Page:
By now, anyone with even a passing interest in music has heard The Passion of Justin Vernon™. He’s the heartbroken indie rocker who retreated to a cabin in the remote woods of Wisconsin and cranked out one of the best albums to come out of any genre in the past 25 years, For Emma, Forever Ago. But Vernon is more than just an alternative folk tale. With each year that has passed since that 2007 debut, he’s stepped further away from it as an artist.
Now an unlikely hip-hop icon due to his highly publicized collaborations with Kanye West, Vernon’s got more in common with Frank Ocean than he does with, say, Fleet Foxes. On 2011’s Bon Iver, Bon Iver, the hirsute troubadour redefined himself, dropping his aching guitars for synthesizers. He was nominated for several Grammys and just about became a household name (albeit, the name “Bonny Bear”). Then he disappeared.
Well, he didn’t really disappear. He started his own record imprint, Chigliak, and created the music festival, Eaux Claires. And he also began recording what would become 22, A Million, his third proper release as Bon Iver. And as his career trajectory suggests, it’s not quite what you’d expect from Justin Vernon.
It shares almost nothing in common with For Emma, Forever Ago. There are guitars here and there, but it appears Vernon’s work with Yeezus has had an impact. Vernon makes frequent use of sampling, often in the style of the “chipmunk soul” that permeated West’s earlier work. And on that note, Vernon now sings almost exclusively in falsetto, which, given his aptitude for making Autotune not suck, is a major plus.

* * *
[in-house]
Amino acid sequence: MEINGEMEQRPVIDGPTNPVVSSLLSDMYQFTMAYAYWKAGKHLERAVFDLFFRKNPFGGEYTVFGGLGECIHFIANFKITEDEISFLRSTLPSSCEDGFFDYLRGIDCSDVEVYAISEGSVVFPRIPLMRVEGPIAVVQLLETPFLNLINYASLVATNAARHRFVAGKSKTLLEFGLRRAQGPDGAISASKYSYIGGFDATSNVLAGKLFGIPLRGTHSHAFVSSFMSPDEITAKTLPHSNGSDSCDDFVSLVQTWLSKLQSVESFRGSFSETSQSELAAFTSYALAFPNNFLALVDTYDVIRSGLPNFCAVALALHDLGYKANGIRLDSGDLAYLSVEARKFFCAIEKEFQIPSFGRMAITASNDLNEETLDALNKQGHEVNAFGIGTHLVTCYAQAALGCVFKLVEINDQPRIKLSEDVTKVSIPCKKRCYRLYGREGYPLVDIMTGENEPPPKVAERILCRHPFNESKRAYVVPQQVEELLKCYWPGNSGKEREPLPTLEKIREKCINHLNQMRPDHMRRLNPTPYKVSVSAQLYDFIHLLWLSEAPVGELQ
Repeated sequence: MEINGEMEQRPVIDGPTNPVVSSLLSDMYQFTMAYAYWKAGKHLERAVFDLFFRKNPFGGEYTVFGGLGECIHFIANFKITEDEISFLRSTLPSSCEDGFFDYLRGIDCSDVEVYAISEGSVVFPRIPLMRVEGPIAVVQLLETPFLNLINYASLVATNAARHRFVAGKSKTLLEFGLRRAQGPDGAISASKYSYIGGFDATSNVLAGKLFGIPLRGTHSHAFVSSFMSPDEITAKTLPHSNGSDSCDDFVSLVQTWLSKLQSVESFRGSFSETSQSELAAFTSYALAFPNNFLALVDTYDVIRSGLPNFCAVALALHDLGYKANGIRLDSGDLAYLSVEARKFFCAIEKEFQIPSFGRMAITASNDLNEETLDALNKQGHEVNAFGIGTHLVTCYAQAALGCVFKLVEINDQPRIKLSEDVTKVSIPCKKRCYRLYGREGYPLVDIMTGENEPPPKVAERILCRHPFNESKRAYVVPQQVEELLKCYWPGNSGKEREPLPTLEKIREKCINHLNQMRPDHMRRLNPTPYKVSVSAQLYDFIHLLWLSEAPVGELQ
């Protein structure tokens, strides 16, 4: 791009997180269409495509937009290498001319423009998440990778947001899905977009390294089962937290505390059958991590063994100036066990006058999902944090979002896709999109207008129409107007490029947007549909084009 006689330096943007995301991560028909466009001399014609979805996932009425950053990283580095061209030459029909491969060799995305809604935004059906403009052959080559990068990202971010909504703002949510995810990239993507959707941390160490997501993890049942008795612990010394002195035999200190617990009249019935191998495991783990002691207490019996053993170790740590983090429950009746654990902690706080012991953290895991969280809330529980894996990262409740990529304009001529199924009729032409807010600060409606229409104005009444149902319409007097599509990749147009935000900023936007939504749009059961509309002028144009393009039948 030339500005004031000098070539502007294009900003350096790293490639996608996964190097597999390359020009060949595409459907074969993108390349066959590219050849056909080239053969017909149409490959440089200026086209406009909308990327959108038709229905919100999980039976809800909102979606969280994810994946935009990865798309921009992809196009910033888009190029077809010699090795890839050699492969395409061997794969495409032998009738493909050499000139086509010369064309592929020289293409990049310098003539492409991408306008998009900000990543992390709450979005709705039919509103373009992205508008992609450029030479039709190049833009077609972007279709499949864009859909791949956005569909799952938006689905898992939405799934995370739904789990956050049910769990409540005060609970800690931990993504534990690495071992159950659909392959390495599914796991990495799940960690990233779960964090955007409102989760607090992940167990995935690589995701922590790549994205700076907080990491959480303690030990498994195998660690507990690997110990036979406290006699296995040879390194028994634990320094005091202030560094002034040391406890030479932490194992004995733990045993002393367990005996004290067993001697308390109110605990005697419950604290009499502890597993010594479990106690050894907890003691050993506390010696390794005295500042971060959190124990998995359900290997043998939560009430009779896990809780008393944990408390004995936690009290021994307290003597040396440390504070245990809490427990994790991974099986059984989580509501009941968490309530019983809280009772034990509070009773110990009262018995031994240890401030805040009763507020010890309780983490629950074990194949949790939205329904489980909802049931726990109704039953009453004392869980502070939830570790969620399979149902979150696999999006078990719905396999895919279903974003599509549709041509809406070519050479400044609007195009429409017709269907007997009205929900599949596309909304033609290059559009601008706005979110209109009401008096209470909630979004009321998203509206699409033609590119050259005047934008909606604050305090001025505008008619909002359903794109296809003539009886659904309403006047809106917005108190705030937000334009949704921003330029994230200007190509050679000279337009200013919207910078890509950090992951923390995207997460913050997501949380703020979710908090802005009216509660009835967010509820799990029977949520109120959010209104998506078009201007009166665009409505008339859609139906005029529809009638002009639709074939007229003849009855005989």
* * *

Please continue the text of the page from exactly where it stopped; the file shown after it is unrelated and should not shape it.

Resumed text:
But what’s really striking about 22, A Million is how damn soulful it is. Standout “8 (circle)” sounds like it could be a B-side to Ocean’s Blonde. But again, though, it makes sense. Vernon showed us forever ago that he could do the heartache thing, back when he was still a lumberjack hermit with a tape recorder. And he showed us how he and his bandmates could take atypical sounds and craft them into sweeping musical arrangements. 22, A Million puts those two together, making it quite possibly the only album on which you could easily mistake a synthesizer for a gospel choir.
After breaking through as indie folk’s next big thing, Vernon easily could have slid by on his immense talent, making the expected sequels every couple years or so. Instead, he’s consistently pushed himself to create lush, oftentimes bizarre musical landscapes that never quite adhere to the conventions of any genre. 22, A Million is a master class in this — it’s not quite folk, not quite soul, and not quite like anything else. Classifications are for neurotic critics like myself. For Justin Vernon, the quality final product is all that matters.